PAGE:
By looking at the code from the VDOT calculator, I was able to find the equation of curves of constant VDOT values. I then plot the "iso-VDOT" curves on the nomogram, using an interval of 5 points of VDOT. (Side note: VDOT defines levels internally from level 2 = VDOT 40 to level 9 = VDOT 85, equally spaced at 5 points apart which I've simply prolonged).

We can now interprete those curves. For example, Men world record athletes are above VDOT 80 while Women world record athletes have a VDOT of 75. It also seems that the 5km women world record is underperforming other women world records, which calls for a new world record at Paris 2024 maybe. The Valencia Broom Wagon has a VDOT of about 25, while sub-elite athletes seems to have a VDOT a little above 70.

IAAF points as an alternative to VDOT

World Athletics maintains a ranking of athletes based on their performance. They use a points system called IAAF points, similar to ATP points in Tennis. Here is an example of the World Rankings | Women's Marathon:

World Athletics Rankings using IAAF points
Example World Athletics Rankings using IAAF points

Do you know if you have scored your first IAAF point yet? Go to this IAAF Scoring Calculator and enter your time for a given distance.

Given that IAAF points are an official ranking, we could have plotted iso-IAAF curves on the monogram. But after trying that, I felt that this was not as clear as the VDOT curves. We can even show that the VDOT curves are a good approximation of the IAAF curves by plotting both on the same graph:

Relation between IAAF points and VDOT score
Step 4: Relation between IAAF points and VDOT score

Note: I was able to find the equation for IAAF curves by looking at the code of this PHP library used by the Latvian Athletics Association and this stackexchange answer.

Setting Realistic Goals by looking at French Athletics Open Data

Now that we have a nomogram, we can use it to set a difficult and specific goal. Before that, we need to know what is a realistic performance. Turning to statistics, we can look at the distribution of performances of athletes in a given discipline.

Thankfully, the French Athletics Federation has an Open Data portal. We can crawl the data available at "Les Bilans" for a given discipline, and plot the distribution of performances. Here is the example of Men Half Marathon in 2023:

Step 5: Half Marathon performances for French men in 2023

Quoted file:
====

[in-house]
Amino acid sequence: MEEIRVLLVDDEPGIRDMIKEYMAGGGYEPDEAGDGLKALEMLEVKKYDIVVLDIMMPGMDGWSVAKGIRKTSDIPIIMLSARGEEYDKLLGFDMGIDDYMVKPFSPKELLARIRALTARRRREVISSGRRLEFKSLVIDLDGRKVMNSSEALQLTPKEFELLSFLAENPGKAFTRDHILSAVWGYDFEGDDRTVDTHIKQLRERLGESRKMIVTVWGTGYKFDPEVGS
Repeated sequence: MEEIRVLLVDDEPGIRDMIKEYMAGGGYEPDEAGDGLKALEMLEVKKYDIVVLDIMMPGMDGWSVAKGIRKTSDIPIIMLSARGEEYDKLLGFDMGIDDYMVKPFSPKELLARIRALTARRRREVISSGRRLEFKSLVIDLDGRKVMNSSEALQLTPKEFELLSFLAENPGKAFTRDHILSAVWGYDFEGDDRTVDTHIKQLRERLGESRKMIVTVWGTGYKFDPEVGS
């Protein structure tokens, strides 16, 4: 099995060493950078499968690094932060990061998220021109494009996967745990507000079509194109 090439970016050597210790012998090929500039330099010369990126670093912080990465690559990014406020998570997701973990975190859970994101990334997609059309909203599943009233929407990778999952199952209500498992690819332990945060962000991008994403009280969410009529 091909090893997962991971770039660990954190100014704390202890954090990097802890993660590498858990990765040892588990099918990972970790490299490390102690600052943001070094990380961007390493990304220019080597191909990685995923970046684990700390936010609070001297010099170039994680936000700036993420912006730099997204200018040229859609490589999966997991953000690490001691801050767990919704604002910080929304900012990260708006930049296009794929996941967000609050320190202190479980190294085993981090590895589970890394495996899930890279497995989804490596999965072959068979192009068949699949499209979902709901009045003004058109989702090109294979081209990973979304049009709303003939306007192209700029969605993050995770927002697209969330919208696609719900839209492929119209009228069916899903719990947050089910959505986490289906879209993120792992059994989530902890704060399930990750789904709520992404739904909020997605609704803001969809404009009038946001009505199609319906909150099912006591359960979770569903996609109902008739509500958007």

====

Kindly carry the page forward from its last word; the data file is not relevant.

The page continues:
Step 5: Half Marathon performances for French men in 2023

This looks like a log-normal distribution and we could certainly model this further and look at percentiles etc... However for this blog post, I will simply use a visual interpretation of a realistic performance. "Most people" seem to have a VDOT between 37 and 44. Therefore, aiming for a VDOT of 45 seems like a difficult enough goal as a beginner to get ahead of the masses without setting the bar too high and being unrealistic.

Plotting your past performances and your future goals

Here is the last stop on our nomogram journey:

Step 6: Running Nomogram with past performances and future goals
Step 6: Running Nomogram with past performances and future goals

Over the last few months, I have trained and raced a few times. I have added my past performances to the nomogram in orange. I have also added my future goals in blue. I will run my first Half Marathon in Berlin in April 2023, hoping to finish under 1h40, giving me a VDOT of 45.

When you think about it, finishing a first Half-Marathon in under 1h40 is ambitious, but looking at the data here, I think it's a good goal: difficult and specific. I seem to already have a VDOT above 45 (although on a 1 mile distance - the shortest), and I have a few months to train and improve my fitness further, specifically working on longer distance runs and making sure my VDOT score translates for bigger distances.


This concludes my guide on how to build and interpret a nomogram to set better running goals. No matter your level in running, exercise physiology or statistics, I hope you have found something of value in this article. Feel free to use the nomogram I have built for your own goal setting, and let me know if you have any feedback.


  1. Goal setting - Wikipedia
  2. control - Wiktionary, the free dictionary
  3. Why are you so slow? - Probably Overthinking It
  4. Factors associated with high-level endurance performance: An expert consensus derived via the Delphi technique
  5. Nomogram - Wikipedia
  6. Ecole des Ponts
  7. Military engineering - Wikipedia
  8. How To Build and Interpret a Nomogram for Cancer Prognosis | Journal of Clinical Oncology
  9. Lens - Wikipedia
  10. Level set - Wikipedia
  11. A guide to heart rate training - Runner's World
  12. Critical Speed Calculator for Runners - Upside Strength
  13. Calculateur de vitesse critique - Remi Rivet
  14. Calculation of Critical Speed from Raw Training Data in Recreational Marathon Runners - PMC
  15. Vega-Altair: Declarative Visualization in Python — Vega-Altair 5.2.0 documentation
  16. louisguitton/critical-speed-calculator: A better VDOT calculator, to estimate a runner's critical speed, get their training zones, and compare them to prototypical runners.
  17. Regulations 42K 2024 · Valencia Ciudad del Running
  18. Jack Daniels (coach) - Wikipedia
  19. V.O2 Running Calculator
  20. World Rankings | Women's Marathon:
  21. IAAF Scoring Calculator
  22. GlaivePro/IaafPoints: PHP library to calculate IAAF scoring points of athletics and IAAF scoring points for combined events.
  23. statistics - How to calculate IAAF points? - Sports Stack Exchange
  24. Base de Données - Fédération Française d'Athlétisme